Executives From GRIMM Provide Commentary On International Women’s Day #breakthebias


Today as you know is International Women’s Day. Thus I thought it would be an ideal time to bring some perspectives from three executives from Cybersecurity company GRIMM:

Jennifer Tisdale, CEO:

We need more diversity in this industry. Simply put, if everyone in the industry looks the same, grew up the same, received their education from the same universities we will never achieve the ultimate diversity goal — diversity of thought and problem-solving ability. We need to start talking to and encouraging our young ladies while they are children. Middle school is the age most educators say they begin to lose girls from STEM programs. More encouragement, more representation in their lives, redefining what a career in a STEM field means and all the different interpretations of what this will mean in the future will be incredibly important. We are not very inclusive when we talk about STEM careers. It usually involves engineering jobs, but the truth is STEM careers take many forms. I’ll illustrate using the example of cars. As cars become more automated, and at some point autonomous, we are having discussions about the importance of psychology professionals in the field to help write ethical code. Other sciences and arts will evolve the cyber industry and we need more of everyone, but especially women to be in this field.

Naki Carter, Marketing Director:

I love this year’s “Break the Bias” theme for Women’s History Month, which promotes gender equality today for a sustainable tomorrow. It also highlights the deliberate or unconscious bias that has prevented women from excelling professionally. All young girls and women should feel empowered to become digital pioneers and pursue careers in tech and cybersecurity. While amplifying diverse voices sounds excellent in principle, and the business benefits are astounding, a cultural shift towards a fair and equitable workplace is easier said than done. Why? Because it’s a change in mindset that requires embracing vulnerabilities, acknowledging stereotypes, and committing to take immediate action on corporate initiatives. Cybersecurity companies like GRIMM are being intentional about making a positive difference through inclusive hiring practices and promoting equity in all facets of the company culture. GRIMM also has some of the most progressive allies who champion DEI. I encourage technology leaders to prioritize seeking innovative ideas and minds to disrupt the technology landscape positively. Together, if we leverage power for good, we can #BreakTheBias.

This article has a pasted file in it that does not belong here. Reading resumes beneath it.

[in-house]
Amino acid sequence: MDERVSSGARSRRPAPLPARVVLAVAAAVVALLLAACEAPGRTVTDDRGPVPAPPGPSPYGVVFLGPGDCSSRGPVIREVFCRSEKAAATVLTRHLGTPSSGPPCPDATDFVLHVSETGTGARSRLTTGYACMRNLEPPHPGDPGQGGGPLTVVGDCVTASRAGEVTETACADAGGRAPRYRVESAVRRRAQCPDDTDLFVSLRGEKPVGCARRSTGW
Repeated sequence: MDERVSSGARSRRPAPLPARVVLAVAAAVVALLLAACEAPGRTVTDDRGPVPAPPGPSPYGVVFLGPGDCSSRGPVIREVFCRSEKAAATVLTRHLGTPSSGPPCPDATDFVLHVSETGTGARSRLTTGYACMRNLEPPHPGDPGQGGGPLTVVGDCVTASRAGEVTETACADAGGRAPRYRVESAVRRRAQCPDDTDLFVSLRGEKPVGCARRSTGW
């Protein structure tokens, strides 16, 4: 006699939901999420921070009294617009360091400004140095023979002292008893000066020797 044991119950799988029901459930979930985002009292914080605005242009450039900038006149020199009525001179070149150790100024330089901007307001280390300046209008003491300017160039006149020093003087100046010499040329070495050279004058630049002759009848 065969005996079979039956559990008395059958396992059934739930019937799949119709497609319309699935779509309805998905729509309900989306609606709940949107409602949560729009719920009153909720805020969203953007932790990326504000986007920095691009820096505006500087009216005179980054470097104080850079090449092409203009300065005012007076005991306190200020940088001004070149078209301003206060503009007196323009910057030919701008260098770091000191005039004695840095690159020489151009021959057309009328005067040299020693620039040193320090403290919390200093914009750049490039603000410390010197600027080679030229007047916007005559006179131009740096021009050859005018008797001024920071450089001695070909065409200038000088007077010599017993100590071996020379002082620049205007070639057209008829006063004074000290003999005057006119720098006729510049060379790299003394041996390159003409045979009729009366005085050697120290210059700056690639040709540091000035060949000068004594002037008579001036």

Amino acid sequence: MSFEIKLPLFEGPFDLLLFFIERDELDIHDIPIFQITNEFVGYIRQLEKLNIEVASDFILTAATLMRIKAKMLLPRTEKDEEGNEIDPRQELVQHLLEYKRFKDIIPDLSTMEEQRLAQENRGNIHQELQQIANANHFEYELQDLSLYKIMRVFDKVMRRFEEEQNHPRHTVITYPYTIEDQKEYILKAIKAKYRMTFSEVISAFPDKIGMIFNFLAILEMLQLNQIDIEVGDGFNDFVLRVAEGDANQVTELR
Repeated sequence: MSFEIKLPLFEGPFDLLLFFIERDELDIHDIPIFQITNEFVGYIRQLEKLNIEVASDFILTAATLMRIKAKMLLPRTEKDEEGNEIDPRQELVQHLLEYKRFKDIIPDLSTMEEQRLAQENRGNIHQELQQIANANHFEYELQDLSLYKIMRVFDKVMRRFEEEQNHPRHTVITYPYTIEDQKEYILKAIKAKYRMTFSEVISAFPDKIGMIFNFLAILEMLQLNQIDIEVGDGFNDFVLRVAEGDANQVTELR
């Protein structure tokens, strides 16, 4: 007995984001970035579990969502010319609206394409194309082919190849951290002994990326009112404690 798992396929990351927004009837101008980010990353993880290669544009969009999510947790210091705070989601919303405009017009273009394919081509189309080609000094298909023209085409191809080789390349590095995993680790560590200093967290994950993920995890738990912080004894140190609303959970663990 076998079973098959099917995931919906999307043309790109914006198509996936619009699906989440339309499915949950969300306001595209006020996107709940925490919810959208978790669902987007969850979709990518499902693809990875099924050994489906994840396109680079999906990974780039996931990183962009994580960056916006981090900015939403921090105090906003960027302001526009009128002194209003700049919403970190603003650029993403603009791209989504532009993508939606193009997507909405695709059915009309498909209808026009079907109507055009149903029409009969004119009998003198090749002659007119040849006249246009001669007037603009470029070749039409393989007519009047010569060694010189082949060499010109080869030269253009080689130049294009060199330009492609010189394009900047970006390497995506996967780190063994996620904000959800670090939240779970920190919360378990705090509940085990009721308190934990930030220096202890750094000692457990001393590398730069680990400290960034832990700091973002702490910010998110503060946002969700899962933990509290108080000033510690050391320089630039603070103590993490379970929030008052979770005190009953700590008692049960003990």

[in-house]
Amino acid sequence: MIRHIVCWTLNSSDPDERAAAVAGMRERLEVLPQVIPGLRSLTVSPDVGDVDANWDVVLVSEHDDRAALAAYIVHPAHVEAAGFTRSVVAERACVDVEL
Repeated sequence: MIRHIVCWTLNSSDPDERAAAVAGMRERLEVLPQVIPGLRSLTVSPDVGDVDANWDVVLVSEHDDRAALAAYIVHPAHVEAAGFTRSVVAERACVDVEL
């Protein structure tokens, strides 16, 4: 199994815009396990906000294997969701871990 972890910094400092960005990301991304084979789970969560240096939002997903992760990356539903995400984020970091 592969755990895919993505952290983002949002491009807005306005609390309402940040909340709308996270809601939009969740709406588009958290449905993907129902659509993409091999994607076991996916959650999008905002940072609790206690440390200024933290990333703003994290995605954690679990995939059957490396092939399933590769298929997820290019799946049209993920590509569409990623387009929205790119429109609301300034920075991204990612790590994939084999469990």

Dana Bridges, Talent Acquisition Manager: 

As a female Talent Acquisition Manager in cybersecurity, I feel I have a fiduciary responsibility to advocate for female candidates and set them up for success. In my role at GRIMM, I prioritize recruiting top talent and positioning them where they can grow, thrive, and belong. As the company’s front line to the workforce, I see shocking instances every day where women sell themselves short, from their salary requirements to their skillsets. I’m here to help #breakthebias by showing women their worth, applauding their success, and encouraging them to shatter right through those glass ceilings. This is the lens through which we operate, and it’s one of many reasons I’m proud to work at GRIMM.

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